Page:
MLBPA Executive Directior Michael Weiner: “In response to our concerns that revenue sharing proceeds have not been used as required, the Marlins have assured the Union and the Commissioner’s Office that they plan to use such proceeds to increase player payroll annually as they move toward the opening of their new ballpark. Today’s agreement, which covers the period 2010 through 2012, calls for ongoing communication among the Marlins, the Commissioner’s Office and the Union as the Marlins proceed with that plan. It also permits, after consultation among all parties, adjustments in the Marlins’ plan to respond to unforeseen developments, and calls for arbitral intervention if disagreements arise. We greatly appreciate the willingness of the Commissioner’s Office and the Marlins to engage with us and ensure that all terms of the Basic Agreement are met.”
Marlins’ President David Samson said: “The Marlins have consistently made every effort to put the best product on the field and our record supports the fact that we have been successful in that regard. Throughout the discussions, the Marlins maintained that there had been no violation of the Basic Agreement at any time. While we know that the Marlins will always comply with the Basic Agreement, we were happy to work cooperatively with the Union and the Commissioner’s Office on this matter.”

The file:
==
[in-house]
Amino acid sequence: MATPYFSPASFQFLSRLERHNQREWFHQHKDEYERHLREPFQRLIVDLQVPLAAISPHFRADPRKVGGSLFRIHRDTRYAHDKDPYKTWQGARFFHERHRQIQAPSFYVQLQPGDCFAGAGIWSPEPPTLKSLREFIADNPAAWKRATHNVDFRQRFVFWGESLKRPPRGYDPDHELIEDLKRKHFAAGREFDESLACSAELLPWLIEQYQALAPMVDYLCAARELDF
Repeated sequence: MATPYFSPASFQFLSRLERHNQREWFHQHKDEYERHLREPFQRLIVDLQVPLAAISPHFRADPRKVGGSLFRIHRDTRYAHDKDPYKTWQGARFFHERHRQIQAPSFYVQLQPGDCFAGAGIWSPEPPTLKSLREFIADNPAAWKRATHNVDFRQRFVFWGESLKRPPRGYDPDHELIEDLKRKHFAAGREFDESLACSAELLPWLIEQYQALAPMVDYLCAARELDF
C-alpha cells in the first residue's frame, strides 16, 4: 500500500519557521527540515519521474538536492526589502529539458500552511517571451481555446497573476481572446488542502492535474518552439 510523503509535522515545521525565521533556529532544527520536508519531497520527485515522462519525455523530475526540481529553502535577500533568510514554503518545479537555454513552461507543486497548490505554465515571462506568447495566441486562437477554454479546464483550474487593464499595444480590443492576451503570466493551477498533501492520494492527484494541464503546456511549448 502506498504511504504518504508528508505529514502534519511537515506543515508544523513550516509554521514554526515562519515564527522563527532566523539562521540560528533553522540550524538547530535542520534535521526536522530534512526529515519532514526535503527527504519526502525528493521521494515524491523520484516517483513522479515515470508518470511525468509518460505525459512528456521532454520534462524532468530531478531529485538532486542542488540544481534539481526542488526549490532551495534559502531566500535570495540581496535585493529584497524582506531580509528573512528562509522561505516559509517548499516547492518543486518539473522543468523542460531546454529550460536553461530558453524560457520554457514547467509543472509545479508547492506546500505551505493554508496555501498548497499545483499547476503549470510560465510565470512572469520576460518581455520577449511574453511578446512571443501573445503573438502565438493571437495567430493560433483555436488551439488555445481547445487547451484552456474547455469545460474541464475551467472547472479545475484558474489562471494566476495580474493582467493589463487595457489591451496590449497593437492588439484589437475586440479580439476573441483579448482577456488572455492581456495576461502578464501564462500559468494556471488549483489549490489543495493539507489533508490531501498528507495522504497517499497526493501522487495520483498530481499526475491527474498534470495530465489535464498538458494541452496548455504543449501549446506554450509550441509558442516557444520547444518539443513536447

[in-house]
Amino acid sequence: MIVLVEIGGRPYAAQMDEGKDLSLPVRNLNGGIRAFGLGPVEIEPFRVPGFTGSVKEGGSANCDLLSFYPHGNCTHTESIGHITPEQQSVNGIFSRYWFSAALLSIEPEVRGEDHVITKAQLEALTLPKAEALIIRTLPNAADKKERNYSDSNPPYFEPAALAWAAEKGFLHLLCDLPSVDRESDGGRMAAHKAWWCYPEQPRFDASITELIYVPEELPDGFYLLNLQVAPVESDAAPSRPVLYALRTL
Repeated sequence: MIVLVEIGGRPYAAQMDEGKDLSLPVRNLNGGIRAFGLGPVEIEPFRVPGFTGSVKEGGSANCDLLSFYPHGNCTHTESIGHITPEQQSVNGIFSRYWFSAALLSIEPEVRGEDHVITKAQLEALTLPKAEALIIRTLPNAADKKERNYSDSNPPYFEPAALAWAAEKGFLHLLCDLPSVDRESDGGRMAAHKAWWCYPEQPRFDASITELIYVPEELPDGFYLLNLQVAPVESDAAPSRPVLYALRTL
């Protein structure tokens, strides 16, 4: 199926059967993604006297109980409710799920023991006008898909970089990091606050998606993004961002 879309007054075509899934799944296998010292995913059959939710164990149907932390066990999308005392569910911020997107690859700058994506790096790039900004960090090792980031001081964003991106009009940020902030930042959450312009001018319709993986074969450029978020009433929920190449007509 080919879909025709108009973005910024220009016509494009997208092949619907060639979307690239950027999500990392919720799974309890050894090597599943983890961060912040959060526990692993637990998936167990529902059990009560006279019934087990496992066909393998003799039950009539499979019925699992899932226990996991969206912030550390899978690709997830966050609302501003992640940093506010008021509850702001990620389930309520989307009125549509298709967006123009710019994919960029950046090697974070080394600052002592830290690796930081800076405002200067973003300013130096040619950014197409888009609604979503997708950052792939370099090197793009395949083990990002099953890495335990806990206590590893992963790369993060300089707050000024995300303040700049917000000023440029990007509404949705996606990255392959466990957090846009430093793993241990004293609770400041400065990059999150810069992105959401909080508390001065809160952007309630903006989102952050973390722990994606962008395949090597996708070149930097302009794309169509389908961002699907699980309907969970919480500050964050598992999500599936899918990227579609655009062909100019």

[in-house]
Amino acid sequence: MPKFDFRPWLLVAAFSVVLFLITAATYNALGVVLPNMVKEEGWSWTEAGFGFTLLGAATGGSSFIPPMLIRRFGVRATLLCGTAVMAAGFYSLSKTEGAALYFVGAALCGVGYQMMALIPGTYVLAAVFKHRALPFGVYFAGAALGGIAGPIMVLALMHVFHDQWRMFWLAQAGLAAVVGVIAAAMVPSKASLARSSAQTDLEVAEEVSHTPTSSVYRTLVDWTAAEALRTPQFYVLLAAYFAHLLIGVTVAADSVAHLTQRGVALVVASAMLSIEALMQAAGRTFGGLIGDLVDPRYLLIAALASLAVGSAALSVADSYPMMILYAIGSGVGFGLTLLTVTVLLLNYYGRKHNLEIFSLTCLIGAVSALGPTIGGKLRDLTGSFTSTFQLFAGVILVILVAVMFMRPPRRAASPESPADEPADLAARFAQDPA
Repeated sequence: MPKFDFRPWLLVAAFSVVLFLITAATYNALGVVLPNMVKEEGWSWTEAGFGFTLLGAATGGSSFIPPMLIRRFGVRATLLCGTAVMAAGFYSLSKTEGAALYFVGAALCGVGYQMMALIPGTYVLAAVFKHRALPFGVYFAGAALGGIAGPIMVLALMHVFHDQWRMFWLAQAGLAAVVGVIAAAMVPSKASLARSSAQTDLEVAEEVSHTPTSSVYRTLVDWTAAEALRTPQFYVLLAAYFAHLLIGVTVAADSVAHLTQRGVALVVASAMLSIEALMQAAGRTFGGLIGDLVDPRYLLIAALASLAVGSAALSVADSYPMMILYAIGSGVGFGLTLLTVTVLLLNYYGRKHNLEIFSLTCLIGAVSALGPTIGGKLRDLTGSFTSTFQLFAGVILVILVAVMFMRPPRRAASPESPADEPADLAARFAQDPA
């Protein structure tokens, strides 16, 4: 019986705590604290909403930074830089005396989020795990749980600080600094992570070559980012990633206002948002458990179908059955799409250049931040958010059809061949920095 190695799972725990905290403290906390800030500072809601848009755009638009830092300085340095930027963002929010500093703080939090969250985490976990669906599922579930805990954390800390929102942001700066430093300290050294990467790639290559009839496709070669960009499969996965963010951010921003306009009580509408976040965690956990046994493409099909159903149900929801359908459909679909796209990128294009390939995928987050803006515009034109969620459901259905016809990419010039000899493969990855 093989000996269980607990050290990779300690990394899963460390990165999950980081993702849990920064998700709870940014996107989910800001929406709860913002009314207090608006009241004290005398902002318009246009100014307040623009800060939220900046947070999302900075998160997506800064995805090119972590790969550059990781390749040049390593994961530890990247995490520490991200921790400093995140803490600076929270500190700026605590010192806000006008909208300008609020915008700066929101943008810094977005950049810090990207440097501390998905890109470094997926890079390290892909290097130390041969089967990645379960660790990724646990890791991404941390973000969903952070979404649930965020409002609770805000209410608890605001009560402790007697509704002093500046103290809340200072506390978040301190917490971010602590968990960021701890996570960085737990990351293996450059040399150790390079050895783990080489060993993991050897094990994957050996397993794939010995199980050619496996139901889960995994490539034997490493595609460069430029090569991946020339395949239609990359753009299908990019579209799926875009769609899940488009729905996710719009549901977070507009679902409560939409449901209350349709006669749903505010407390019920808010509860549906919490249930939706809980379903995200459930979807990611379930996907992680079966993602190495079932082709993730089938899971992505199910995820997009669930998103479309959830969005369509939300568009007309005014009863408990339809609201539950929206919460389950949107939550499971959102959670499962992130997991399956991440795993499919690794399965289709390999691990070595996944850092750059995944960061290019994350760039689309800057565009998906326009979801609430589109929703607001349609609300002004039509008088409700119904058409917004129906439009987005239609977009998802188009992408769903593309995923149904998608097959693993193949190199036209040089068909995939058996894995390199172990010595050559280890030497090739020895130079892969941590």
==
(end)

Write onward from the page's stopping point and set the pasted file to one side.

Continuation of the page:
MLB Executive Vice President, Labor Relations Rob Manfred added: “The Basic Agreement contains confidentiality provisions that preclude the parties from publicly discussing the specifics of the Marlins’ finances. There will, therefore, be no comment by any of these parties on any further specifics of this agreement. All three parties agree that the Basic Agreement provision on the proper use of revenue sharing dollars is an important part of our agreement. Today’s announcement is the product of a positive dialogue between the MLBPA, the Commissioner’s Office and the Club.”